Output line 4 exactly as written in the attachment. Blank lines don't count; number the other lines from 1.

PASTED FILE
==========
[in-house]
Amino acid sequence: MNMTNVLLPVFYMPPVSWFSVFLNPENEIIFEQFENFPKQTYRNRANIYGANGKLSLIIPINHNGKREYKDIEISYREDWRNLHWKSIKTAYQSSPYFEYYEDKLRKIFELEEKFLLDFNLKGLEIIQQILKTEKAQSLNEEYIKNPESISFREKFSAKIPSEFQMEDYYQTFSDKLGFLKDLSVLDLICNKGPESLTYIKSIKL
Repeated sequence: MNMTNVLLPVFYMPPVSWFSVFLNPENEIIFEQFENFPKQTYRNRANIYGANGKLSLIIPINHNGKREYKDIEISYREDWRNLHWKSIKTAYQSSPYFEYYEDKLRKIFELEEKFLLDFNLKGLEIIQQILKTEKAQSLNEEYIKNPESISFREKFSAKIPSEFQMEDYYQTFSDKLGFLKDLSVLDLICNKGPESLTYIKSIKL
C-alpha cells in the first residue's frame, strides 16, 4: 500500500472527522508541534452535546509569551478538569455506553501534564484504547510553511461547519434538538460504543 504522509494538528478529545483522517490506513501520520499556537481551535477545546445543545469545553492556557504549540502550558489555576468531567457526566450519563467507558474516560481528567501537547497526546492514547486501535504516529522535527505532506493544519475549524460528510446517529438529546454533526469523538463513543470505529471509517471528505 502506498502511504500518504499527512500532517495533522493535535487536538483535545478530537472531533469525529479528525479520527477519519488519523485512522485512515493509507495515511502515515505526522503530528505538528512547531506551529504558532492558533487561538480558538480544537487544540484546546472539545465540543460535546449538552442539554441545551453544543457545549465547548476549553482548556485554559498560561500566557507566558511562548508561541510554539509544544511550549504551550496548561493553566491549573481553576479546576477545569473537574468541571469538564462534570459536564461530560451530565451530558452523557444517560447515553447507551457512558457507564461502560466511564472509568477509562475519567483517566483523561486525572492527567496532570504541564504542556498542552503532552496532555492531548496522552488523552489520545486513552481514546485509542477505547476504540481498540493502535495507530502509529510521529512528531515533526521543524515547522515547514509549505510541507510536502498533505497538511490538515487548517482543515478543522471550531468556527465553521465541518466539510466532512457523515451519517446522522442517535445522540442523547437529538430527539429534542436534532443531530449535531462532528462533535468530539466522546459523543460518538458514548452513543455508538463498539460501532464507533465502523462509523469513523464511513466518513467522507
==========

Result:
C-alpha cells in the first residue's frame, strides 16, 4: 500500500472527522508541534452535546509569551478538569455506553501534564484504547510553511461547519434538538460504543 504522509494538528478529545483522517490506513501520520499556537481551535477545546445543545469545553492556557504549540502550558489555576468531567457526566450519563467507558474516560481528567501537547497526546492514547486501535504516529522535527505532506493544519475549524460528510446517529438529546454533526469523538463513543470505529471509517471528505 502506498502511504500518504499527512500532517495533522493535535487536538483535545478530537472531533469525529479528525479520527477519519488519523485512522485512515493509507495515511502515515505526522503530528505538528512547531506551529504558532492558533487561538480558538480544537487544540484546546472539545465540543460535546449538552442539554441545551453544543457545549465547548476549553482548556485554559498560561500566557507566558511562548508561541510554539509544544511550549504551550496548561493553566491549573481553576479546576477545569473537574468541571469538564462534570459536564461530560451530565451530558452523557444517560447515553447507551457512558457507564461502560466511564472509568477509562475519567483517566483523561486525572492527567496532570504541564504542556498542552503532552496532555492531548496522552488523552489520545486513552481514546485509542477505547476504540481498540493502535495507530502509529510521529512528531515533526521543524515547522515547514509549505510541507510536502498533505497538511490538515487548517482543515478543522471550531468556527465553521465541518466539510466532512457523515451519517446522522442517535445522540442523547437529538430527539429534542436534532443531530449535531462532528462533535468530539466522546459523543460518538458514548452513543455508538463498539460501532464507533465502523462509523469513523464511513466518513467522507